The presence of the Holy Spirit is what makes us authentic, real saints and not merely people who try to practice a religious code of ethics.
The Bible promises us that we can know that we belong to God.
Romans 8:16: “The Spirit testifies with our spirit that we are God’s children.”
When the Holy Spirit comes to live within us the character of Jesus starts to be evident. There is a family likeness. Our lives start to resemble His.
3. Saints are people who are set apart for service
The word “saints” is from the Greek word hagios, which means “holy” or “sacred” or “set apart”.
Saints are also people who “set apart” for God’s service.
All religions have sacred places, sacred rituals, sacred vessels with which to perform those rituals. The point is about a thing being sacred is that it must not be used for anything else at all, otherwise it’s sacredness or holiness is lost and it has to be consecrated all over again.
A tennis racket is not sacred because it is only used for tennis or a hoover because it is only used for cleaning carpets. Things are called sacred only if they have to do with the worship and service of God because God Himself is sacred. God is totally unlike anything or anyone else, not only in power but in His purity and goodness.
When we become rescued sinners who are adopted into God’s family, the desire is placed within us by the Holy Spirit to be totally dedicated to God and useful to Him. It is important we get the order right.
We are not called to strive to be increasingly useful to God so that one day we might earn the title saint. You can never be a saint until you’ve recognised that you are a sinner.
2 Timothy 2:20-21 “In a large house there are articles not only of gold and silver but also of wood and clay; some are for noble purposes and some for ignoble. If a man cleanses himself form the latter he will be an instrument for noble purposes made holy and useful to the Master and prepared to do any good work.”
The simple message of these verses is that all of us are called to be of use to God in His household.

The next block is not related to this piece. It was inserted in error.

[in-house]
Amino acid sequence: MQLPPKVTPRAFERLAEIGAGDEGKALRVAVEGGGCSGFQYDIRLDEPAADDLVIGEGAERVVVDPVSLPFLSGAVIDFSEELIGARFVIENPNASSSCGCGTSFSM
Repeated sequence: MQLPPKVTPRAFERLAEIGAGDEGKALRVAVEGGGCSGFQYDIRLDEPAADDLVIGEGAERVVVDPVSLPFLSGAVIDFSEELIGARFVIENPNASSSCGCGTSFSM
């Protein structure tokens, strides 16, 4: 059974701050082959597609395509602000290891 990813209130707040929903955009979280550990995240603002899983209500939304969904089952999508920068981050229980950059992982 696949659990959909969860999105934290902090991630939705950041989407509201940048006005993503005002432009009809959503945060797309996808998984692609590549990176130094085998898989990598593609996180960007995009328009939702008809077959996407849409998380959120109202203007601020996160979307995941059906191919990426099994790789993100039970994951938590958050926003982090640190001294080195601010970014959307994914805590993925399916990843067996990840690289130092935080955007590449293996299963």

A pastor called Kyle Hite writes,
“Each of us in some ways carries this haunting feeling inside of us that we are worthless. Each of us at some point in our lives looks around at the competence of people in this world and compare ourselves to those around us and say there is no way that I could do that. We regularly wrestle not with whether or not God has work to be done but whether or not God is right in asking us to do it.”
Paul is not suggesting that God only wants to use the multi-talented, the superior intelligent or the good looking superhero but we do need to be dedicated and clean.
Most of us have some special dishes that we use only for special occasions. On other days we use our everyday plates, cups, saucers and glasses. But there are some vessels in our house that we wouldn’t use to serve food to our guests at all.
We wouldn’t give our guests the dog bowl or the cats dish to eat from? It would be unthinkable for us to serve soup from our children’s potty.
Paul’s argument is that just as you wouldn’t use such vessels to offer food to a guest, neither should it enter our heads to serve God with lives that are not completely cleansed and dedicated to Him for His use.
We need to consecrate our lives to Him entirely.
In practical terms, that means that we decide to live purposefully to glorify God in all aspects of our lives.
It means we will do our job for His glory. We will relate to our family for His glory. We will worship for His glory. We will work in the Corps and in the community for His glory. We consecrate ourselves for Him and His glory.
That’s our part but God has His part.
When we consecrate ourselves to God entirely, the Holy Spirit will come to fill us entirely, setting us apart and empowering us to live the life we have committed to living.
We cannot be a useful vessel for God on our own.
We need the Spirit to give us the motivation and the ability to live for Him. He cleanses us, making us vessels fit for noble purposes.
We will always be sinners saved by grace but that is not all we are.
The Bible now states that those who are in Christ are now saints.
If we think, that all we are is sinners, then that is how we will act but if know we are already saints then we will live our lives from the security of knowing that we belong to God, that He has already chosen us to serve Him and He will provide the cleansing power to fulfil that calling, despite all our brokenness and flawed humanity.
There is a large stained glass window in Winchester Cathedral which was has an interesting history.
At the time of the Reformation, the Roundheads stormed into the Cathedral, destroying the religious symbols. They wrecked the stained glass window depicting saints. The immediate response could have been to sweep up the broken fragments of glass and throw them away but instead the people picked up the pieces and leaded the shattered glass fragments back in the window frame. However they made no attempt to put them back as they had been. Rather they put them back just as they found them and now, 400 years later, the sun shines through the same beautiful colours but of very mixed up saints.
This is really a parable because all of us have failed God in many ways. We’re sinners who have been rescued and brought back and in many ways we are still all a bit mixed up but nevertheless when cleansed and connected together in Christ, His light can still shine through us to a dark world.